Cats and dogs can develop gastrointestinal ulceration just like you and me. For this week’s post, I’m sharing more information about this relatively common condition to raise awareness. I hope you find the information insightful. Happy reading!
What causes gastrointestinal ulceration?
The wall of the gastrointestinal tract has four layers. From inside to out, they are the mucosa, submucosa, muscularis, and serosa. Ulcers occur when the innermost layer (mucosa) is damaged. Damage may occur anywhere in the gastrointestinal tract, but the last part of the esophagus, the stomach, and the duodenum (the first part of the small intestine) are most commonly affected.
There are many potential causes of gastrointestinal ulceration in cats and dogs, most notably:
- Adverse drug reactions (e.g.: non-steroidal anti-inflammatory drugs / NSAIDs, steroids)
- Cancers (e.g.: mast cell tumors)
- Foreign objects
- Kidney disease
- Liver diseases
- Gastric dilatation-volvulus (aka “bloat”)
What does it look like?
When the mucosa of the gastrointestinal tract becomes ulcerated, it bleeds. When bleeding occurs in the esophagus and the stomach, patients frequently vomit because blood readily induces nausea. The vomitus often looks like coffee grounds or crushed Oreo cookies because of a chemical reaction with and partial digestion of blood by stomach acid. Occasionally, vomitus contains fresh red streaks mixed with food and/or saliva, and these streaks represent fresh and undigested blood.
When bleeding occurs in the esophagus, stomach, and small intestine, the blood may pass through the gastrointestinal tract just as food does. Various digestive enzymes metabolize the blood, causing it to ultimately form black, tar-like feces. This is called melena and represents digested blood in bowel movements. When bleeding occurs in the colon, feces contain fresh red streaks of blood on their surface or feces may look like thick gelatinous raspberry jam. This is called hematochezia and represents fresh bleeding mixed with mucus.
Cats and dogs who bleed due to gastrointestinal ulceration may have minimal clinical signs. Sometimes the only evidence of ulceration is visualization of blood in vomitus and/or feces. Bleeding into the stomach and small intestine readily induces nausea. Accordingly, some animals vomit, lose weight, have reduced appetites, and/or drool excessively. Other pets may be presented in shock because they’ve bled a lot and/or their ulcers have perforated.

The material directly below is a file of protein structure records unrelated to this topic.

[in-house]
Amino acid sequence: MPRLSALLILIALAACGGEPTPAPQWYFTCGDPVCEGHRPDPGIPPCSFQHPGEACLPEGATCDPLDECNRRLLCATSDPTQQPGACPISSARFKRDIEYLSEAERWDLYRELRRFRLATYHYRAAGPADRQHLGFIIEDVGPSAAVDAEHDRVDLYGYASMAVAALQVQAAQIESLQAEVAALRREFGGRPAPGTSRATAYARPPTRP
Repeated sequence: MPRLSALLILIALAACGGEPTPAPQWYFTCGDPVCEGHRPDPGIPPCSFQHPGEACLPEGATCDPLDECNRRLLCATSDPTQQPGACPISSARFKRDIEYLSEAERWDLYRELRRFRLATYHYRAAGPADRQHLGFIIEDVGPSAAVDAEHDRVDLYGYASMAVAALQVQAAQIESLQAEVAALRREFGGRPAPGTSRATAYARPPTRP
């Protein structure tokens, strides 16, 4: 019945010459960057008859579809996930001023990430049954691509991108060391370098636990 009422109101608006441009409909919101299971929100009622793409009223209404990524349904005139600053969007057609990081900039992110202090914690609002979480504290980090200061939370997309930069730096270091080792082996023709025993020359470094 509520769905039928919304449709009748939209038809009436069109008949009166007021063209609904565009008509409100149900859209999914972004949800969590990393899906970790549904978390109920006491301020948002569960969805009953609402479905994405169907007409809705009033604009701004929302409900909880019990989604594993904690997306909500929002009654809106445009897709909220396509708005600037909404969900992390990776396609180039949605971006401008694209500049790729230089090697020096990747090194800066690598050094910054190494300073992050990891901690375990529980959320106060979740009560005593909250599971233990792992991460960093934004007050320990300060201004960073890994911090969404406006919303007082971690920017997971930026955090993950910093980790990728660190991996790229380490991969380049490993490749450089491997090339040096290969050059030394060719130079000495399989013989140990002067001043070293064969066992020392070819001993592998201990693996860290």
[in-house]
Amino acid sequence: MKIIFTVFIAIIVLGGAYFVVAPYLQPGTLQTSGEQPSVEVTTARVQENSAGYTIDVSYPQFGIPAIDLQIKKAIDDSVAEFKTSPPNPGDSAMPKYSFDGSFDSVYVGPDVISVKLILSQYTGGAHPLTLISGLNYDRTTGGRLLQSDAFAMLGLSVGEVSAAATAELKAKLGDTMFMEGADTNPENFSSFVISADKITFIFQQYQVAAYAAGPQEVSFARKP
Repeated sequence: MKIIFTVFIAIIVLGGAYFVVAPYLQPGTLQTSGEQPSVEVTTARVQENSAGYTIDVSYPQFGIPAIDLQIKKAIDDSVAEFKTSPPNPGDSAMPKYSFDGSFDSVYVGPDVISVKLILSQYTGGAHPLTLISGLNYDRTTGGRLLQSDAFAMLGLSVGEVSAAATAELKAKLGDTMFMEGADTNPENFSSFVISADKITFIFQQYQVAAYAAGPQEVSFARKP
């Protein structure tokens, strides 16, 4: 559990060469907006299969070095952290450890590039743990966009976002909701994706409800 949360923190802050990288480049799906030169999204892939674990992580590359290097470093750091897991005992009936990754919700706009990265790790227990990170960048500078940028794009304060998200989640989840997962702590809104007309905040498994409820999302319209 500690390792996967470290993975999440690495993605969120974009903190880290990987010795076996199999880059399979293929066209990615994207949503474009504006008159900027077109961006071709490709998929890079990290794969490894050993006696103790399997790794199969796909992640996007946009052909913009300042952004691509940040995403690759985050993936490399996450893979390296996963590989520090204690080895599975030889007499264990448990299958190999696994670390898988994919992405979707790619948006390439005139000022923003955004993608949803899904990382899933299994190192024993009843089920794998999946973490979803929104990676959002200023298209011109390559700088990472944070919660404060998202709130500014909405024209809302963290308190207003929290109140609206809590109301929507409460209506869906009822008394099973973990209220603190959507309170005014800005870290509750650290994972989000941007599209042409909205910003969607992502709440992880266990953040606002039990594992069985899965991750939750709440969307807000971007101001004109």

How is gastrointestinal ulceration diagnosed?
Diagnosing gastrointestinal ulceration is indirectly based on visualizing fresh and/or digested blood in vomitus and/or feces. Determining the cause of the ulceration, however, can be challenging. Veterinarians will review your pet’s entire medical history and will perform a complete physical examination. Based on this information, subsequent testing may be recommended, including:
- Complete blood count
- Serum biochemical profile
- Fecal/stool examination
- Abdominal diagnostic imaging (e.g.: radiography/x-rays, ultrasonography)
- Clotting tests
- Infectious disease tests (depending on your geographic location)
- Testing for certain hormone disorders (e.g.: hypoadrenocorticism/Addison’s disease)
- Endoscopy (using a fibre-optic camera to look inside the gastrointestinal tract and to obtain biopsies, if indicated)
Pet owners may find it helpful to collaborate with a board-certified veterinary internal medicine specialist to develop a logical diagnostic plan.
How is it treated?
It is imperative to identify and effectively treat the underlying cause of a patient’s gastrointestinal ulceration. For example, if a patient is receiving a class of medication known to cause ulceration, the medication should be discontinued. Sometimes, immediate intervention is needed. A patient with a perforated ulcer requires emergency surgery.
In addition to definitive therapy to address the underlying cause of a pet’s gastrointestinal ulceration, supportive therapies are indicated too. These interventions include:
- Stomach acid suppressors (reduce the potency of stomach acid to reduce further injury caused by stomach acid) – examples include omeprazole, famotidine, ranitidine, and cimetidine
- Sucralfate (acts as a liquid bandage for the mucosa)
- Misoprostol (helps to repair the mucosa)
- Anti-nausea medications
- Pain medications
- Temporary dietary modification
- Promotility medications (drugs that promote improved movement of food through the gastrointestinal tract)
- Appetite stimulants
The take-away message about GI ulceration in cats & dogs…
Gastrointestinal ulceration is a relatively common issue in cats and dogs. There are a variety of potential causes, necessitating a thorough diagnostic investigation. Therapies are aimed at identifying the underlying cause(s) and supporting/protecting the lining of the GI tract.
To find a board-certified veterinary internal medicine specialist, please visit the American College of Veterinary Internal Medicine.
Wishing you wet-nosed kisses,